Post PEP Testing
Hi there & thank-you for your questions.
Post Exposure Prophylaxis (PEP) has been the standard of care in health care settings for many years now however, non-occupational use of PEP is relatively new. While we do know that acquiring HIV post-PEP is rare, we are not entirely sure yet just how effective of a preventative tool it is. As such, official guidelines concerning the use of PEP and recommendation around testing are lacking in most countries, provinces, states and regions in general.
Because not enough is known for certain about how PEP may or may not affect the body's normal ability to produce antibodies, should the medication fail and infection occurs, testing guidelines around when to test post PEP vary greatly.
Before PEP is started, consultation with a medical professional should occur & an individual is usually tested at the time to ensure there is no pre-existing HIV infection. Here at the Helpline, we follow what has been recommended by the BC Center for Excellence in HIV/AIDS which is a follow-up test at 3 months post exposure, 3 months post PEP and 6 months post PEP. In all of the cases of high risk exposure & where PEP was administered, the BC Center for Excellence has never seen a case where an individual tested negative 3 months post exposure or post PEP that later tested positive without any additional high risk exposures. So, your test results at 12 weeks post exposure will still be extremely accurate and indicative of your status however based on that fact that you are certain that it was a high risk exposure and because you took PEP, re-testing at the 6 month mark is mostly a precaution.
In Canada, OraQuick tests are not approved for use & we do actively discourage individuals from ordering these tests online. Although they can be quite accurate, they have a much higher rate of false positives & there is no opportunity for post test councilling, should the results be positive. So, as long as you have received your Oraquick results by a certified medical professional at a reputable clinic or hospital, your results are extremely indicative of your status.
While it may be human nature to attempt to link symptoms with a particular infection or diagnosis, it is important not to do this with HIV infection. This is because not all individuals experience symptoms at all. If they do, it is generally 2-6 weeks post exposure and after that, there should be no recurring symptoms or chronic conditions. The symptoms you are experiencing may be the side effect of PEP: it is the same treatment as people living with HIV and HAART can be very harsh on the body, especially on the liver and kidneys. Please partner with a medical professional you trust to try to accurately discover the true cause of these symptoms.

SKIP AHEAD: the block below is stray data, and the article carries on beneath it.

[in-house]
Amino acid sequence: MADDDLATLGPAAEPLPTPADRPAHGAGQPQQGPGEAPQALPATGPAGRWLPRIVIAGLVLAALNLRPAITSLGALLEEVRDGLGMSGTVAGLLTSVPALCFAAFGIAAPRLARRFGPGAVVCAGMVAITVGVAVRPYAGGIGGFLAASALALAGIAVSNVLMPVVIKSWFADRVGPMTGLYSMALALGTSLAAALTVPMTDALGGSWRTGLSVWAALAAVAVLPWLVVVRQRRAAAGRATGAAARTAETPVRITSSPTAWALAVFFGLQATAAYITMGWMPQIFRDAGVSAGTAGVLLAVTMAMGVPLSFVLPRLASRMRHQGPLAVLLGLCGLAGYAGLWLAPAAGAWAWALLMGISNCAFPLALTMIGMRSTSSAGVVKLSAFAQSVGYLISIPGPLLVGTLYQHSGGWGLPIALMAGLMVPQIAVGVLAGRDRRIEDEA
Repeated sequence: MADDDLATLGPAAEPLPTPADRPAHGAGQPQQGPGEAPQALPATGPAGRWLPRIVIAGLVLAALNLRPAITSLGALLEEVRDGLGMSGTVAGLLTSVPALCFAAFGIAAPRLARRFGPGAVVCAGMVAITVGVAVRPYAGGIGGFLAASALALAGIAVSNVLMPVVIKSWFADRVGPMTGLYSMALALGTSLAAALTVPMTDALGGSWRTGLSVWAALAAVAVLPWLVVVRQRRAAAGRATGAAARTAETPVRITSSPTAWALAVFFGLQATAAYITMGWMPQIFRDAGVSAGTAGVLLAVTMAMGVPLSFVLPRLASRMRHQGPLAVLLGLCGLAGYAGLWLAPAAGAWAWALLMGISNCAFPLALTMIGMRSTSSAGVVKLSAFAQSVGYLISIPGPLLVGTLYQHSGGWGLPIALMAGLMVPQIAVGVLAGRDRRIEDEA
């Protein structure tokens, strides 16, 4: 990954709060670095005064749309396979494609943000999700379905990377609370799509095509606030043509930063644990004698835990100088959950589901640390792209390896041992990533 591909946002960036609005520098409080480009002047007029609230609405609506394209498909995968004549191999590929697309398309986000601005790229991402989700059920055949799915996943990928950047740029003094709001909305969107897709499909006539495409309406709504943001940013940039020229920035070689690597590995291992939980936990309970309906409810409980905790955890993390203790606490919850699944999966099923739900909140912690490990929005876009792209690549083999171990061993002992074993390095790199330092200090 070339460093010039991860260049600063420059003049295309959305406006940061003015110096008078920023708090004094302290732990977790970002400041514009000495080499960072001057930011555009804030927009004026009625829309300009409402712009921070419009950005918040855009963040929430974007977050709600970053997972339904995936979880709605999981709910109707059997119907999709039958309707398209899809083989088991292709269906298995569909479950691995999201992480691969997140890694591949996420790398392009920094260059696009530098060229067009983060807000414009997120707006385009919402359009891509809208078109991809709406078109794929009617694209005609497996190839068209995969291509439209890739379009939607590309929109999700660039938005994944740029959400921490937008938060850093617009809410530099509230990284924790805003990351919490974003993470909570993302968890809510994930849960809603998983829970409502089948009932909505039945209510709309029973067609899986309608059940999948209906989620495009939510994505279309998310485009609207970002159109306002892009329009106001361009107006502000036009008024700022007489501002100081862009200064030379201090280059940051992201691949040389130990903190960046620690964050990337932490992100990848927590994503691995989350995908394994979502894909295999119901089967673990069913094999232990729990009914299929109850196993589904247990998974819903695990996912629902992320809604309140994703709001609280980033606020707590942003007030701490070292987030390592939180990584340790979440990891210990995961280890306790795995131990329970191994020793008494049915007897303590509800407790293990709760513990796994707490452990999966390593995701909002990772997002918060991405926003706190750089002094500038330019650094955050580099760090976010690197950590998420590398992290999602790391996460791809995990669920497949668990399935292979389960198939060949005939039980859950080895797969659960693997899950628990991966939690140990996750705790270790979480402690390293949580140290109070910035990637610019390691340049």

I hope this helps & if you have any other questions regarding HIV and/or PEP, please feel free to call, email or re-post online. I have also included some links/further reading you may be interested in below.
AIDS Vancouver Helpline
604-696-4666, Monday-Friday 9am-4pm
The AIDS Vancouver Helpline is a volunteer-driven information, referral and support service related to HIV and sexual health. Volunteers are trained in active listening, HIV and sexual health information, and local resources and services. Volunteers are not doctors, nurses, or other licensed professionals. Volunteers do not give advice, and strive to provide service-users with adequate information and appropriate referrals.
Helpline volunteers uphold the agency’s confidentiality and privacy policies. Your calls, forum posts, and emails are anonymous. We welcome you to use a pseudonym or “fake name” when using Helpline services. We will not ask for or track your personal information. To ensure that the Helpline program is providing quality services, the Helpline Coordinator regularly monitors online content (forum posts and emails) and supervises volunteers who are receiving calls.
The Helpline Program should not be used in replacement of medical examination, diagnosis, advice counseling or follow-up care. We strongly recommend routine testing (HIV and STI tests) and discussing your healthcare directly with a physician.
We would love to hear from you! If you have feedback or questions related to the operations of the Helpline, please contact David at firstname.lastname@example.org or by calling 604.696.4666.